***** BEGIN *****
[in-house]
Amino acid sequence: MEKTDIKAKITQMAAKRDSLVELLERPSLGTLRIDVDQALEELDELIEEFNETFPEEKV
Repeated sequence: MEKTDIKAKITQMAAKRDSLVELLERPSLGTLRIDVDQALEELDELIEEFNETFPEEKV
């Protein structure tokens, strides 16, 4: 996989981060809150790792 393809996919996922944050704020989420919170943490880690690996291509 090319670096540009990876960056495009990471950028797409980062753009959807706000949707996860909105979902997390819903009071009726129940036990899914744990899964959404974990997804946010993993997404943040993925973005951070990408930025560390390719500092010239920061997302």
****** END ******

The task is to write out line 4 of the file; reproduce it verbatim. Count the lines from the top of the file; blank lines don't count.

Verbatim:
């Protein structure tokens, strides 16, 4: 996989981060809150790792 393809996919996922944050704020989420919170943490880690690996291509 090319670096540009990876960056495009990471950028797409980062753009959807706000949707996860909105979902997390819903009071009726129940036990899914744990899964959404974990997804946010993993997404943040993925973005951070990408930025560390390719500092010239920061997302």